The crowd chanted “USA! USA!” as NASCAR’s driver lineup for the 24 Hours of Le Mans passed through the city center atop a convertible Chevrolet Camaro. Jimmie Johnson tossed branded NASCAR 75th anniversary shoelaces to the fans, all eager to see the entry now dubbed “Le Monster” attempt the most iconic endurance race in the world during the centenary celebration of the event.
German driver Mike Rockenfeller, a two-time Le Mans winner, started the twice-around-the-clock event in the No. 24 Camaro fielded by Hendrick Motorsports with a lineup of seven-time NASCAR champion Johnson and 2009 Formula One champion Jenson Button. The race marked the first time since 1976 NASCAR had a presence at Le Mans.
The NASCAR effort has wowed all week — its V8 engine growls and is far louder than any other entry in the 62-car field — and Rockenfeller qualified it more than three seconds faster than the entire GTE AM class. His qualifying lap was rewarded when race officials decided the “Garage 56” entry would not start last in the field as planned; the Chevy was moved ahead of the 21 entries in the GTE class because of the speed discrepancy.
That put the car 39th for the start, but because NASCAR is running its second-year Next Gen car in the specialized “Innovative Car” class designed to showcase technology and development, the entry is not competing against any other cars. Even so, the Hendrick crew set a goal of at least finishing the race, and maybe even beating cars from other classes.
Ferrari’s two-car effort led the field to green in a celebration of Le Mans’ 100th running, marked by a military flyover of jets leaving plumes of smoke in the colors of the French flag. But from James as the official starter, to future NASCAR Hall of Famer Johnson, the race had a heavy American feel.
The top class of sports cars from the United States were permitted to compete this year under a convergence of rules that created a new hybrid hyperclass that has brought manufacturers flocking to IMSA and the World Endurance Championship as a means to showcase their hybrid and electric technology.
It brought Roger Penske to Le Mans with three Porsches as the 86-year-old attempts to win his first ever Le Mans. Penske is coming off wins in the Indianapolis 500 and NASCAR’s Coca-Cola 600 last month — a first time sweep — and currently holds both the NASCAR Cup title and IndyCar championship.
Chip Ganassi had a pair of Cadillacs racing for the overall win with a lineup that included six-time IndyCar champion Scott Dixon, and Action Express Racing, a team supported by NASCAR and IMSA owner Jim France, also had a Cadillac.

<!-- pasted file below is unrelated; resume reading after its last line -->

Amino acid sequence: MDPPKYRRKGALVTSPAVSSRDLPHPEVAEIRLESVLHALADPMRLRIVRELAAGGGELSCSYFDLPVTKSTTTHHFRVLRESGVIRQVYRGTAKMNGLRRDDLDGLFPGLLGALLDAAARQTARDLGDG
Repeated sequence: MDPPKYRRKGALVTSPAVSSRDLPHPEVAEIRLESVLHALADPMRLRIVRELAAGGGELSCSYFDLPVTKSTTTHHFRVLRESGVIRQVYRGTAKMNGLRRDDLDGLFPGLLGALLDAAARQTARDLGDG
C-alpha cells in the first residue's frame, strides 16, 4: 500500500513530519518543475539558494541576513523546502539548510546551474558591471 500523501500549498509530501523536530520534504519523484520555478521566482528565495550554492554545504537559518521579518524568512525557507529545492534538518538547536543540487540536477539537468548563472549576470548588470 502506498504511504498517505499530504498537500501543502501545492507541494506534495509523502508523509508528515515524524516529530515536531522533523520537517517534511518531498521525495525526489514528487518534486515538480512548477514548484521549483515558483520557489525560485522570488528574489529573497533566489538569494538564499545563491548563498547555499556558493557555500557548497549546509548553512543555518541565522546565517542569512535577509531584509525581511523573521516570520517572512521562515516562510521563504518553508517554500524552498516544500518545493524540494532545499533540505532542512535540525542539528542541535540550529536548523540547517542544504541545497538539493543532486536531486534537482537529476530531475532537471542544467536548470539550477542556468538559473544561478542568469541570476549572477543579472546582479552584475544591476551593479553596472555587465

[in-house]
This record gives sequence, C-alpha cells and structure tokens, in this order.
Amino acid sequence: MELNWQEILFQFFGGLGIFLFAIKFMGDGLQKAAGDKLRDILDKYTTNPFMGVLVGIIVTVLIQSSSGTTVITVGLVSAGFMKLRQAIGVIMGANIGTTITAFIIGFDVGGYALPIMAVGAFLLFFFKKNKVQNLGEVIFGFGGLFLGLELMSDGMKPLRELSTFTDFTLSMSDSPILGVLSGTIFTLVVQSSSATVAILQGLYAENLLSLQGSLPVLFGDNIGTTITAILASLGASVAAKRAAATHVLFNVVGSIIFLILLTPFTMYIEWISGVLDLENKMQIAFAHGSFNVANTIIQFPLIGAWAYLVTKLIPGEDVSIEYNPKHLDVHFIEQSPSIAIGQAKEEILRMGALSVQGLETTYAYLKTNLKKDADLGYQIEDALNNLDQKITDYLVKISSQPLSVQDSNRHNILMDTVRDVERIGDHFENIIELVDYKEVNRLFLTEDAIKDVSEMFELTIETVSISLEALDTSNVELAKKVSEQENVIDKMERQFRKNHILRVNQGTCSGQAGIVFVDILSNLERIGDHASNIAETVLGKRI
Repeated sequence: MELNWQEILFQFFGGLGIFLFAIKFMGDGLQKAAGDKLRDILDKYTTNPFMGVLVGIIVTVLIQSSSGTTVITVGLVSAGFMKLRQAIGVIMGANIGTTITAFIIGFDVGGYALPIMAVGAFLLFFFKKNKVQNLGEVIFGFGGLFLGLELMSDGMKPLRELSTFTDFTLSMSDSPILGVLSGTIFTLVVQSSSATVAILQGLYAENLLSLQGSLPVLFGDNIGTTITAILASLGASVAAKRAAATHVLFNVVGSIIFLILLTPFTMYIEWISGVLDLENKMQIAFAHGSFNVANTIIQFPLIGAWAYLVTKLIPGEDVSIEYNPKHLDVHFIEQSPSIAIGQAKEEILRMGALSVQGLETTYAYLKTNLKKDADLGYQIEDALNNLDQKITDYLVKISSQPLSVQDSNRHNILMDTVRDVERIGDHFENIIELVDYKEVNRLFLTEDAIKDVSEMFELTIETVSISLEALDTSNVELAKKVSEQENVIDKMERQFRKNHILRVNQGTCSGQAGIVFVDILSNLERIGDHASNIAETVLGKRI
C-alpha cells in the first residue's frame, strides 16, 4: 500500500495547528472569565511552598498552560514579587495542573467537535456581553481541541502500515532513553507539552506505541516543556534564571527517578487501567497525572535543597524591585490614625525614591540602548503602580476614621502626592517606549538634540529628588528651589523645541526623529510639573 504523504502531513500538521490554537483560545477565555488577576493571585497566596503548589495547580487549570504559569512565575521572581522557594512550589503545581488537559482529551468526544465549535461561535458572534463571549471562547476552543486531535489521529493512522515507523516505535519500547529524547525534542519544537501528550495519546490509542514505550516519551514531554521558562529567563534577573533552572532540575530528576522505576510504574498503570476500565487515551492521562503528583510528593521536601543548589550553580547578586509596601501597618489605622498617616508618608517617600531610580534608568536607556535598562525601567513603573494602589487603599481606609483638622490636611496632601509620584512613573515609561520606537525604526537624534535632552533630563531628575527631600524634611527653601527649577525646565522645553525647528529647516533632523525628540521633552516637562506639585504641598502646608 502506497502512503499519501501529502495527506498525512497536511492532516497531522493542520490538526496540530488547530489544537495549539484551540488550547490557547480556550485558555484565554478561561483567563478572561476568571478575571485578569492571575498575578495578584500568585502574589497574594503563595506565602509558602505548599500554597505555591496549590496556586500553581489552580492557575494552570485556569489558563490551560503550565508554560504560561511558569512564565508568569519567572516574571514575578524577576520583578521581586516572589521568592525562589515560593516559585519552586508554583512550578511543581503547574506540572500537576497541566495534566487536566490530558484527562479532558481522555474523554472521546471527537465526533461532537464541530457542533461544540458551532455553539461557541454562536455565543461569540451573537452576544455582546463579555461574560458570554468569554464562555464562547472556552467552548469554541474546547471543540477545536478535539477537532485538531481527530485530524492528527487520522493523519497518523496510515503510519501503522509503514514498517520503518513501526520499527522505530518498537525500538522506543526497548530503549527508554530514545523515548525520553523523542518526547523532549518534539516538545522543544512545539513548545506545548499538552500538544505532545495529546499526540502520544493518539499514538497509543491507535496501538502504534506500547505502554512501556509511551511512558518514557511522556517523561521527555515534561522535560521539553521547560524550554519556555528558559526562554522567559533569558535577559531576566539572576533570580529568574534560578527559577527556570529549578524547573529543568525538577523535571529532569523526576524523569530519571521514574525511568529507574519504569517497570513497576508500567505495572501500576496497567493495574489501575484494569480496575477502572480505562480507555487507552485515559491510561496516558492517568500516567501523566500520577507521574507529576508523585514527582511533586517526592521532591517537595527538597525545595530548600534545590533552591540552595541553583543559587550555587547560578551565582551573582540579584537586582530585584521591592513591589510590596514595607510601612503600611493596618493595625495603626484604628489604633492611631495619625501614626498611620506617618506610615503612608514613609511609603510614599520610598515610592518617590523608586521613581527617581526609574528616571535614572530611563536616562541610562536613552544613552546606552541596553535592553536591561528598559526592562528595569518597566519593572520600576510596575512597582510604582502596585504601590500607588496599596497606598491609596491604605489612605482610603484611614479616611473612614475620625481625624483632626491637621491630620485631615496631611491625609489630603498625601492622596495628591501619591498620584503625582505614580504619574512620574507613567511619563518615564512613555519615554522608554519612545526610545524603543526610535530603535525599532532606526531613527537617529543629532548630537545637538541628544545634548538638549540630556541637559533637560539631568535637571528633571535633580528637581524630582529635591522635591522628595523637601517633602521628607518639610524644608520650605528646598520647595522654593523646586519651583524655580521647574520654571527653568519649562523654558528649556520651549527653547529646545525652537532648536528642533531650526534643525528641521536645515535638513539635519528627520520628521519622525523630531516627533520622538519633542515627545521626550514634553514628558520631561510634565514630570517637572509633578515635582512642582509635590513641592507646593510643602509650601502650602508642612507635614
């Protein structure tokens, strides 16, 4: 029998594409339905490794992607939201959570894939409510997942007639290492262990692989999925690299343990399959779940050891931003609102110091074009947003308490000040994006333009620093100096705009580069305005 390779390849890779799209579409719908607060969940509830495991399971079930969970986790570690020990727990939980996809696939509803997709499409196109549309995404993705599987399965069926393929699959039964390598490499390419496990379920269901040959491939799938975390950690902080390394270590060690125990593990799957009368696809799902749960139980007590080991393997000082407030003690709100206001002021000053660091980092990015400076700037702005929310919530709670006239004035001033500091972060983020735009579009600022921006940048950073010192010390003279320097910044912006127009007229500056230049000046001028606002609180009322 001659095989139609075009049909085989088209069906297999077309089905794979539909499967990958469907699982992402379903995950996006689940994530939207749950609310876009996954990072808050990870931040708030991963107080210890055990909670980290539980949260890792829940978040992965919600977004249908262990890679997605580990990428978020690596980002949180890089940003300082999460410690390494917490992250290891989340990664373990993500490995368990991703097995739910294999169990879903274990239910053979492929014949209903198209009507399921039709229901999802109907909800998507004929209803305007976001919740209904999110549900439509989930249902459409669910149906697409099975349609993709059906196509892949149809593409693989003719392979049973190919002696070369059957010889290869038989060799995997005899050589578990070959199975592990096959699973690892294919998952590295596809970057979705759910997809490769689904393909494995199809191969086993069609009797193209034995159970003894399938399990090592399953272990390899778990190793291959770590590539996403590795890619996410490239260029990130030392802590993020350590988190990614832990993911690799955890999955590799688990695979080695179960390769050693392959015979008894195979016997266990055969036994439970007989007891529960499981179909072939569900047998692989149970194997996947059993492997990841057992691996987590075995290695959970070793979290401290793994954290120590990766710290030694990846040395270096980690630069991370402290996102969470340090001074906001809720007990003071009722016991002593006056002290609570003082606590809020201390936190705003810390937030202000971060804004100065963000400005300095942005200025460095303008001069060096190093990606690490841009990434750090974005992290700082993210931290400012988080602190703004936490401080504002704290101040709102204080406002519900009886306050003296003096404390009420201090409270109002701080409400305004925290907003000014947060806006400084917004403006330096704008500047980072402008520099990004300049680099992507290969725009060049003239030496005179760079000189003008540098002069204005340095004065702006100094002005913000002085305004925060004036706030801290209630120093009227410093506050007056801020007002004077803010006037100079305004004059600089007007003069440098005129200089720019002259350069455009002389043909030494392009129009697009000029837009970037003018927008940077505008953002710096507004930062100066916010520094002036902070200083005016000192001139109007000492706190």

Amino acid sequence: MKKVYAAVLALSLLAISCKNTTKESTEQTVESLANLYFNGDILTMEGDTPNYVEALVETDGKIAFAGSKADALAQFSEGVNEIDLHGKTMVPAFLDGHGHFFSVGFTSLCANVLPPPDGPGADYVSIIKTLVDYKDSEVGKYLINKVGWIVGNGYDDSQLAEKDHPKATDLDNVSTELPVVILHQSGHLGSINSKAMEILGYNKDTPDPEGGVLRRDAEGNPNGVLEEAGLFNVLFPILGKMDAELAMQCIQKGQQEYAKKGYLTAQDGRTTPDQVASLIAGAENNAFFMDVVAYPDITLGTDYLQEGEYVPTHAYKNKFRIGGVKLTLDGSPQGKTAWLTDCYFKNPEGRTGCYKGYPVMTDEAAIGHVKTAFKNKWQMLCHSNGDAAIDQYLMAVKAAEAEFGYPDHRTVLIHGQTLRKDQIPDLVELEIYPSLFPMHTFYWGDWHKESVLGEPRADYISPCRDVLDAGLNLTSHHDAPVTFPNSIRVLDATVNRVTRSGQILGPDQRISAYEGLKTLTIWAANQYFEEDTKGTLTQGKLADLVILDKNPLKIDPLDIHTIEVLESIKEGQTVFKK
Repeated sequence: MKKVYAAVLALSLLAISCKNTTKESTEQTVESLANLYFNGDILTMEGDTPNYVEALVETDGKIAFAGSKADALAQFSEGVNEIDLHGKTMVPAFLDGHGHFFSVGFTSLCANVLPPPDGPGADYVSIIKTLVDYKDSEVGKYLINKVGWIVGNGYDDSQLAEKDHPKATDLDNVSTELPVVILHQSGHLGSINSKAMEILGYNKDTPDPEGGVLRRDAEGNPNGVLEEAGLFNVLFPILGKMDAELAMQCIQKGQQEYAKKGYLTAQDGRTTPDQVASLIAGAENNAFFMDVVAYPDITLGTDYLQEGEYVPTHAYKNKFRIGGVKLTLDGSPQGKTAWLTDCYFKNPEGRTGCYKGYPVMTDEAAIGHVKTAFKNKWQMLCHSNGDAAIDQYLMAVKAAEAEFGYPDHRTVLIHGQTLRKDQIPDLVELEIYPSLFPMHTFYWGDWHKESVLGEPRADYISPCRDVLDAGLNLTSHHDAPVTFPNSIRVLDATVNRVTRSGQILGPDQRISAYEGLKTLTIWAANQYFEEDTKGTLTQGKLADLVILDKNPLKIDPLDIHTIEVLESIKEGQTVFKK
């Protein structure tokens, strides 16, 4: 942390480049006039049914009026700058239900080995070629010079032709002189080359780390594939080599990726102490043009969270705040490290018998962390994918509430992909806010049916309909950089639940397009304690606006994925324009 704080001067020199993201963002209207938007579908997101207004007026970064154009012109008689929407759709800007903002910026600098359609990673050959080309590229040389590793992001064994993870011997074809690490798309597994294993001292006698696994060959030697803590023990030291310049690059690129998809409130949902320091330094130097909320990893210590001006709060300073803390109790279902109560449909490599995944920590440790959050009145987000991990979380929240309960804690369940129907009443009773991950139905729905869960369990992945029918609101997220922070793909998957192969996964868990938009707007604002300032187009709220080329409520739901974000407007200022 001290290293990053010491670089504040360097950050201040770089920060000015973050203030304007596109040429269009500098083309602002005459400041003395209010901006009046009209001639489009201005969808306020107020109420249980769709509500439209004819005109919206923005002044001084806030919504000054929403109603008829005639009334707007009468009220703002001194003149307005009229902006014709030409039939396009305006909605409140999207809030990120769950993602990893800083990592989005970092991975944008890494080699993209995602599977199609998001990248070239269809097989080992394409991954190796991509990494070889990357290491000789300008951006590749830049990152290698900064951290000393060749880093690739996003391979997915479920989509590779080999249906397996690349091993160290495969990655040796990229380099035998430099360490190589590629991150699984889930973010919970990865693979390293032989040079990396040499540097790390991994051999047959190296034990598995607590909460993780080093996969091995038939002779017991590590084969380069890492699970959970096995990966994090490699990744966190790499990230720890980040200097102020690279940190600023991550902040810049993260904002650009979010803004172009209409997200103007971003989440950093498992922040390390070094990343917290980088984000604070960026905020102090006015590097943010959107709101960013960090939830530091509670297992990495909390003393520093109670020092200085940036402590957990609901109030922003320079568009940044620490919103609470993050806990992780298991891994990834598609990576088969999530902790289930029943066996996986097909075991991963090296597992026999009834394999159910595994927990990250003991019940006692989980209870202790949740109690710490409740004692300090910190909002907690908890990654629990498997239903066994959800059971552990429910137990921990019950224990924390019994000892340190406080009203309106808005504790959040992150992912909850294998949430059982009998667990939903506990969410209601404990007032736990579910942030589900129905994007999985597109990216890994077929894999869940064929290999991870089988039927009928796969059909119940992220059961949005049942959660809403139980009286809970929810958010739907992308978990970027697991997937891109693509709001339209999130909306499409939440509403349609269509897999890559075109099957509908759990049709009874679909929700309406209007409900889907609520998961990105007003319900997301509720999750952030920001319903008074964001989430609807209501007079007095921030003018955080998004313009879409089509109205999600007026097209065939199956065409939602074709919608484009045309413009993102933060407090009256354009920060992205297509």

France’s start to the race got off to a mixed start, though, when the No. 31 Cadillac was involved in an opening-lap crash at the same time France was celebrating a stock car circling the Circuit de la Sarthe. The car was being driven by Jack Aitken, a British former F1 reserve driver for Williams, at the start of the race.
All the hypercars were chasing Toyota Gazoo, which has won the overall title the last five years. Even though Ferrari started two cars on the front row, Toyota had the lead before the first trip completed around the 8.467-mile (13.626 km) track.
Privately, many teams conceded the only way to topple Toyota was if its two cars couldn’t complete the race, and that allowed attention to shift to NASCAR and its star show.
The project was briefly controversial in NASCAR because Ford, Toyota and all the teams were blindsided last March when France announced he was taking a car to Le Mans with Hendrick, Chevrolet and Goodyear, the winningest team, manufacturer and tire maker in the series’ 75 years.
At issue was that the project involved a brand new car, and the collaborators would have unprecedented access to the Next Gen while everyone else was subjected to stringent testing rules. France immediately appeased the industry by granting access to any data collected by Hendrick and Chevrolet, but as project lead Chad Knaus tried to build a car worthy of its spot in the race, the final product has been heavily modified from what is currently being used in the Cup Series.
The systems and components on the Le Mans model are very similar to the Next Gen car, although this one has functioning headlights and taillights. The major differences in the Le Mans entry is it is about 500 pounds (226 kg) lighter than the Cup car, has a larger fuel cell by roughly 12 gallons (45 liters) because of the length of the track, carbon brake discs and a Goodyear tire designed specifically for this race.